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Before I changed front sights, everything was aligned fine...
I damaged my stock front sight, so I removed it (very difficult) and installed a new Cogburn Arsenal HK style front sight... and, for some reason, I had to push the rear aperture extreme left to get it zeroed.
When looking down the rifle to the front sight, the new front sight appears square and straight... not sure what's causing the extreme deviation...
But, are you saying alignment of the front and rear sights doesn't follow the same analysis of aligning a scope, for example, with its zero (bore axis)??.. the way the line of sight, factored in with height over bore, causes your rifle to basically only be zeroed at one point?

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Just thinking out loud, OP, but is it possible that the barrel was slightly bent when the OEM front sight was damaged, AND/OR could the barrel have been bent when the OEM front sight was removed?

The barrel being slightly bent is one possible explanation for the undamaged OEM front sight working OK, and the New front sight not working OK.

It is also possible that the New front sight was mis-made, or mis-installed. (No offense!)

Speaking only for myself, I would not be content with the rear sight being set far from its' center in order to hit a target at range.
 

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This reminds me of the initial sighting-in procedure for M1 and M1A/M-14 rifles. In that case, the rear sight aperture was centered, and then the front sight blade was moved in its dovetail to provide initial windage adjustment. This allowed maximum adjustability of windage on rear sight, and perfect windage initial zero.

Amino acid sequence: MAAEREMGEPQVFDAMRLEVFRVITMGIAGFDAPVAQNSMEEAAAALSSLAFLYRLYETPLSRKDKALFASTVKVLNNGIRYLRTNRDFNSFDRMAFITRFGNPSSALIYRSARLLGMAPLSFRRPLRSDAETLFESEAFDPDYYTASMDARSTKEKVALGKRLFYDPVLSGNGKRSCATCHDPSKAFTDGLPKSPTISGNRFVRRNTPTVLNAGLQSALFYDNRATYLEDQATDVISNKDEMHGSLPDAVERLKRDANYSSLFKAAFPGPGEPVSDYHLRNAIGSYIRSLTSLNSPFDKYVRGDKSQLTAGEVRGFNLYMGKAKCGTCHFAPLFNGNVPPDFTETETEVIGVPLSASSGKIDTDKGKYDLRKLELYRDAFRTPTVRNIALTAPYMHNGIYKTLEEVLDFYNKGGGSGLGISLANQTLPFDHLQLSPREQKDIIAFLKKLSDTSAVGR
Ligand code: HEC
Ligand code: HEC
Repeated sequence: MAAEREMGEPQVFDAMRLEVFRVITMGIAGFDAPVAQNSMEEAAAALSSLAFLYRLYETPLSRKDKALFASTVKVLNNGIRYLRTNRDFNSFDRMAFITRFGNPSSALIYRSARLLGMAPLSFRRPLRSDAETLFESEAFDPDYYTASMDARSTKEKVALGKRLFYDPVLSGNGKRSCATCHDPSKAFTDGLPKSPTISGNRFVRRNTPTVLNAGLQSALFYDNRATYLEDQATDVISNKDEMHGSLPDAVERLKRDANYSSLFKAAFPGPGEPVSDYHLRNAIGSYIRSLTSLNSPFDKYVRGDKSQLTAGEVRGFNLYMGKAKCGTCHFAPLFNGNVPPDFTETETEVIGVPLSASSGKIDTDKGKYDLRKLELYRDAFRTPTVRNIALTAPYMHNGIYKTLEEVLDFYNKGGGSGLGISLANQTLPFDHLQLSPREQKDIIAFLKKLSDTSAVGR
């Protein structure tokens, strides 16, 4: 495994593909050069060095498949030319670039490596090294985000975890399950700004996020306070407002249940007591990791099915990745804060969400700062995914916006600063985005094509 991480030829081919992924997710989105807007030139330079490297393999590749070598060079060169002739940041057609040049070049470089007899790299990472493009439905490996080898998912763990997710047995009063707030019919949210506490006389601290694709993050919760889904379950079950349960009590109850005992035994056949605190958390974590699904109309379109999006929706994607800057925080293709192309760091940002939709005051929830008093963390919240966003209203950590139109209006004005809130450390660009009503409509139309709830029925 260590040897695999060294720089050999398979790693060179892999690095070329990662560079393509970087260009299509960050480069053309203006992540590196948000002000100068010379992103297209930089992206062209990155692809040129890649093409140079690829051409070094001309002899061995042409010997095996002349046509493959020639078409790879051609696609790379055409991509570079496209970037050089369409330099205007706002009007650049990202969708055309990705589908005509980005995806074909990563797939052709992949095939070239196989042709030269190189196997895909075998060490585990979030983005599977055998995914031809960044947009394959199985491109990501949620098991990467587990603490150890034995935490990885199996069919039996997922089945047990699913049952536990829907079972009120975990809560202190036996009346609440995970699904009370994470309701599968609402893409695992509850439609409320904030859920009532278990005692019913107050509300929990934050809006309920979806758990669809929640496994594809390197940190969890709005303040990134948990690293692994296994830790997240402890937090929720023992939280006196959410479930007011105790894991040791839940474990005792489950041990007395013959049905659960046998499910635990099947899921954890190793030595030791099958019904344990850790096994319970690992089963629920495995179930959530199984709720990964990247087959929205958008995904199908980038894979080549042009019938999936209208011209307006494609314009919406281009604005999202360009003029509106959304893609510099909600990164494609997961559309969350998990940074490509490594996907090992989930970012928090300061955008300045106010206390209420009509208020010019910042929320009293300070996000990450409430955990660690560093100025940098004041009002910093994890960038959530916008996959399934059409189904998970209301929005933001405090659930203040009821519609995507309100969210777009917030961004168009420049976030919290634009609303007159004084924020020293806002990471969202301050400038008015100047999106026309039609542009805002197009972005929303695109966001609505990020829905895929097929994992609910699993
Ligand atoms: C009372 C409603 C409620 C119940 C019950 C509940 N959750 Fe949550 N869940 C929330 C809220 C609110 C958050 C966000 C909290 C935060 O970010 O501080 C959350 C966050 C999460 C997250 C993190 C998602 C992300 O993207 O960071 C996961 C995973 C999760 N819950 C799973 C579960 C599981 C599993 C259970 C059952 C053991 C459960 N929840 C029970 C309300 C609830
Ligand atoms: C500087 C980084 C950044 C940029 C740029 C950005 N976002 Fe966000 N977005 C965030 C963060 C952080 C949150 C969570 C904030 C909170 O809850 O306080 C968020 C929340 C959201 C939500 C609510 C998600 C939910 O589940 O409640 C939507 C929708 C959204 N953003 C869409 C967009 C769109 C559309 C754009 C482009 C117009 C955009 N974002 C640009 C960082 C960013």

OP, if the current set-up bothers you, you are going to need to re-mount the front sight and drill a new hole for its cross-pin. Suggest using the included setscrew in the unit for initial windage adjustment of front sight, with rear sight centered. Once the FS is correctly adjusted for windage, lock it in position with setscrew, and drill new slot for the pin.

IIRC, I have heard of some users using high-temp red loctite or high temp epoxy in lieu of the cross-drilled pin. In that event, the setscrew is given a slight "point" at its tip (make sure the "point" is centered), and the corresponding point on the barrel is given a slight divot with an appropriate drill bit to accommodate the pointed "tip" of the setscrew. When making final installation of setscrew, use appropriate hi-temp loc-tite, and DO NOT over-tighten the setscrew. Finger tight plus a little tug on the Allen wrench will prevent the over-tightened setscrew from creating a "high point" inside the bore of the barrel.

Any work you do will be covered by the collar of the OEM front sight if it is re-installed.
 

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Aside from your very informative comments on various loc-tite compounds, I stand by my original comments with NO offense to you. Other users have used the same procedures as I have suggested, in the past, to good effect.

What has worked well in the past, following proven procedures, is likely to work well in the present.

I understand that "past procedures" can -and should be- modified in light of new methods and materials. That is not the case here.

IIRC, what I proposed is very close, if not identical to, original Choate installation instructions.
 
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